Forget using some of the same old typefaces. While common typefaces such as Arial do work well in flat design schemes, opt for something more unique and with a little more pizzazz. This is vitally important when it comes to making your design stand out from the pack, since many designers are using similar colors and techniques in flat design projects. A custom or unexpected typeface can help create an identity for your project. (Keep reading for a few free suggestions.)

Focus on the Words



flat icons

The words themselves are just as important as the typeface.

Flat design focuses on simplicity. Your text should as well.

Ensure that you edit well and use text well. Be direct with language and show users how your site works. Calls to action should be easy to understand and complete. Don’t say “Click this button to pay” when you could say “Pay now.”

Color and Font Pairing

profound grid


minimal monkey

Both the weights and colors used in your typography are important.

Black and white are the most commonly used colors for type in flat design right now. And that makes perfect sense because type is often placed on top of a block of color.

It is important to create contrast between color and type so that words are clear and readable. Without using some of the effects that are characteristic of skeuomorphism – drop shadows, gradients, etc. – designers must rely on color contrast to separate items and make them pop.

Space and Size



build windows

Designers can (and should) take advantage of space and size when working in flat design schemes.

Give type plenty of room to breathe. Flat design encourages usability. From clicks to taps, you want users to do something. By give type a little extra space, you can bring attention to the words, and subsequently, instructions for use.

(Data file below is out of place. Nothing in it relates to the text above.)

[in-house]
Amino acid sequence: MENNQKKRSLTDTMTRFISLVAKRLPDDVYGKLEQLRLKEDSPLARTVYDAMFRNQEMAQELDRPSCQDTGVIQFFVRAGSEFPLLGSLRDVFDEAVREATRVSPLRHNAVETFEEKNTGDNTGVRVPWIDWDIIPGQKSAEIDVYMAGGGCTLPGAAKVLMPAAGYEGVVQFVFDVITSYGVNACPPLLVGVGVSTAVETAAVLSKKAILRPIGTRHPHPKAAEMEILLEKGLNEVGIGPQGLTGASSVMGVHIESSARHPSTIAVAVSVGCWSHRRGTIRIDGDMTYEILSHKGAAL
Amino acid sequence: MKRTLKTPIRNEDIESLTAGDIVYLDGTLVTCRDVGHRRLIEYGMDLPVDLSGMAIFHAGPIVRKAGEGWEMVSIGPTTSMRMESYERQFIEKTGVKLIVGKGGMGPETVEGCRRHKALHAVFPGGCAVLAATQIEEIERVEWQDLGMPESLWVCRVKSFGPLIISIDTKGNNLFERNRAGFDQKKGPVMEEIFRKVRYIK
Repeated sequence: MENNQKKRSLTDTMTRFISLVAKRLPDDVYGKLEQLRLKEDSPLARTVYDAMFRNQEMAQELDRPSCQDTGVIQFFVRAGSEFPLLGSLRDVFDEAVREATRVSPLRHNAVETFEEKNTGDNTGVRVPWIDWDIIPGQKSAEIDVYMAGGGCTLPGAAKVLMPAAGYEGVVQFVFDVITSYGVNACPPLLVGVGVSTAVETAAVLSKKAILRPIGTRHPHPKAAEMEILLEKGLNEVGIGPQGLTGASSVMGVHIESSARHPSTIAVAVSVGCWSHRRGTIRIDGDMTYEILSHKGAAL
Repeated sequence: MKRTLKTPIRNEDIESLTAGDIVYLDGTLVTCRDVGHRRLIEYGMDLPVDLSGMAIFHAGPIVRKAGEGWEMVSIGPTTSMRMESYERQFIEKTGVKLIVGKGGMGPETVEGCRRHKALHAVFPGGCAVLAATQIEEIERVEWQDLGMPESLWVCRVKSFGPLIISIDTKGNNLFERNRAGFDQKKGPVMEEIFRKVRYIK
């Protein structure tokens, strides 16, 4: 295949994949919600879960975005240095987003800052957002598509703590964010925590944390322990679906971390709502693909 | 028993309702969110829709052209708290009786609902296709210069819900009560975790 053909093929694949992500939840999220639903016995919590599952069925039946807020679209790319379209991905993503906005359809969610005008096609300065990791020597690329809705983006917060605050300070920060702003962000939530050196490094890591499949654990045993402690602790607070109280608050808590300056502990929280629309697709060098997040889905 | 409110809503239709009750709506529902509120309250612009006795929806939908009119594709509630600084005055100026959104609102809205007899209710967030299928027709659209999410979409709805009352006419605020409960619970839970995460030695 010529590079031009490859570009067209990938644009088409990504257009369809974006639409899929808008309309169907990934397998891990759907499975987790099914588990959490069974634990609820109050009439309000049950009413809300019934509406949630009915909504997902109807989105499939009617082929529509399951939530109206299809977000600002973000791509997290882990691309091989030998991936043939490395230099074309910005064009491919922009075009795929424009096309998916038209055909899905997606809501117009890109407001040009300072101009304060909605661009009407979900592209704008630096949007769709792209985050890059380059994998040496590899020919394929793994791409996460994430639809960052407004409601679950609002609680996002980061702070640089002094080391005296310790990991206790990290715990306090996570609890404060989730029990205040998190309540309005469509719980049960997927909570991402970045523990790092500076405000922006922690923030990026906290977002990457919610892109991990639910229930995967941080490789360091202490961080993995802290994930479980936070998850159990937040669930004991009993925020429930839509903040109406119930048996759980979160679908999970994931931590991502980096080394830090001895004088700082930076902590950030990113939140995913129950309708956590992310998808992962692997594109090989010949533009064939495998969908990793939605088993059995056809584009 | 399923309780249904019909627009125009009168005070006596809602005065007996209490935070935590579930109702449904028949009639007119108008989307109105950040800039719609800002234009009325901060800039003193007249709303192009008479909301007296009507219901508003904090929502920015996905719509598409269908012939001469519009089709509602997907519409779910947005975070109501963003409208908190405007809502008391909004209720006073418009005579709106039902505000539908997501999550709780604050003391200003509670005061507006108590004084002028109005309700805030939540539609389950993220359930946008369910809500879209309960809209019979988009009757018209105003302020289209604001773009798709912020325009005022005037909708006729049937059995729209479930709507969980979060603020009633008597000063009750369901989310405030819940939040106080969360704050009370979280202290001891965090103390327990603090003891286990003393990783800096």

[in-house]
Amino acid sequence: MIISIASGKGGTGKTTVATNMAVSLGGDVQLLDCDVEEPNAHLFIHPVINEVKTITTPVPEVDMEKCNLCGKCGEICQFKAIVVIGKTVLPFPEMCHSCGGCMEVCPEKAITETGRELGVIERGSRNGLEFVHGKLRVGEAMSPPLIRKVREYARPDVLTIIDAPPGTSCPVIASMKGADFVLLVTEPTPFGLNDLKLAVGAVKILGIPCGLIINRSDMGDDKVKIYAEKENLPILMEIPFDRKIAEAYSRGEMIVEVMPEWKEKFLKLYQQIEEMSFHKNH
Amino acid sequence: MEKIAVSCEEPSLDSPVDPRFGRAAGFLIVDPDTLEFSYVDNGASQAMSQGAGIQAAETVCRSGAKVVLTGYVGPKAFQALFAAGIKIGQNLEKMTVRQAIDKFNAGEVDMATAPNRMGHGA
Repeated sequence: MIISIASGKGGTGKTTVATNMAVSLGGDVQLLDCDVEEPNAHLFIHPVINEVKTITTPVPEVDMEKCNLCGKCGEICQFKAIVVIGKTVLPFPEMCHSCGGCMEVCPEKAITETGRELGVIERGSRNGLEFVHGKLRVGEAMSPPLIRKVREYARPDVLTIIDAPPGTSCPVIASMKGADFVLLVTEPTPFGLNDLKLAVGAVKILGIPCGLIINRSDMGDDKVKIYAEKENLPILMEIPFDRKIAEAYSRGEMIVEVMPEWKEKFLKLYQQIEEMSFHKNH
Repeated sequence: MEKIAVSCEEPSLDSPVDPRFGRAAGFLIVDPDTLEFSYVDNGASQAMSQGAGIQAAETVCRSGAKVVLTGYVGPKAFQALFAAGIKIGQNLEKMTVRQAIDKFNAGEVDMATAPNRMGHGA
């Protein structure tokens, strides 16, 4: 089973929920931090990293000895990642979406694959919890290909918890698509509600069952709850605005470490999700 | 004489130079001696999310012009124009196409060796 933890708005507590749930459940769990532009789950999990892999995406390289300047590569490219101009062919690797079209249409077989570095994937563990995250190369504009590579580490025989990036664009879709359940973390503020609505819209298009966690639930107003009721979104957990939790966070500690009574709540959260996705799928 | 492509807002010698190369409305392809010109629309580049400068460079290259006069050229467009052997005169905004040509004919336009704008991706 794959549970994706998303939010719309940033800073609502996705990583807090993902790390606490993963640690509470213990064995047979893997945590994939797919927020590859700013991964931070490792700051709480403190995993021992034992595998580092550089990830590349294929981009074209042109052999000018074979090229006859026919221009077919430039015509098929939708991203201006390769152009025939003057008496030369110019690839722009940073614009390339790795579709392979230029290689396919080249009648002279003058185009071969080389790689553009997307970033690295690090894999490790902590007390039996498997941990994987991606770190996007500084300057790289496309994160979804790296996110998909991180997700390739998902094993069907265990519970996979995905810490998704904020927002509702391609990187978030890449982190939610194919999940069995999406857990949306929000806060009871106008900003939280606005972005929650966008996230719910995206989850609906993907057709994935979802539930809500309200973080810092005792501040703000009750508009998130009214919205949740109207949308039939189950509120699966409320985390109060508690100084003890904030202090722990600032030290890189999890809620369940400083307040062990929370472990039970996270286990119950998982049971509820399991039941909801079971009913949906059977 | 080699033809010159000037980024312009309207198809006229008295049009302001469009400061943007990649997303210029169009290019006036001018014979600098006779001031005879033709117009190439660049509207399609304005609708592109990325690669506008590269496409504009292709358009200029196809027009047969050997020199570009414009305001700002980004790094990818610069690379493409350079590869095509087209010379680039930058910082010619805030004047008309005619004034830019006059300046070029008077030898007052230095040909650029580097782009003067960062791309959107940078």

Consider making type a little bigger as well. Take this into special consideration if you select a thinner sans serif or novelty typeface because these will need some size to be read with ease.

These techniques tend to g hand-in-hand. Giving text more room to breathe with white space can encourage designers to go bigger with fonts. Play with different variations of each. Think about space and size as key usability tools – are buttons large enough to click or tap. Is each button its own item? Does type properly direct or instruct users as to how a site works or what they should do next?

Font Suggestions

There are a plethora of great font options out there to choose from. Here are a few free typefaces for inspiration.

Lato (Google Fonts)

font lato

Junction (League of Moveable Type)


Aller (Font Squirrel)


Museo Slab (FontSpring)

museo slab

Telegrafico (Ficodfont)


Gnuolane (FontSpring)


ChunkFive (Font Squirrel)


Lovelo (Font Fabric)


Mojave (Behance)


Join the Conversation

The flat design trend is evolving daily. What would you like to learn more about? What are you interested in? Have you seen a site that just blew you away? Comment below or on Twitter.

Carrie Cousins

Carrie Cousins has more than 20 years of experience in online media, web design, and content marketing. She has worked with a diverse range of clients, from small businesses to large corporations, helping them create engaging and effective digital strategies that drive results. Now, she serves as the Director of Digital Marketing and has been featured on Blue Ridge PBS (Roanoke) and VPM's Buzz4Good (Richmond), where she helps nonprofits get more from their design and marketing efforts.

Posts by Carrie Cousins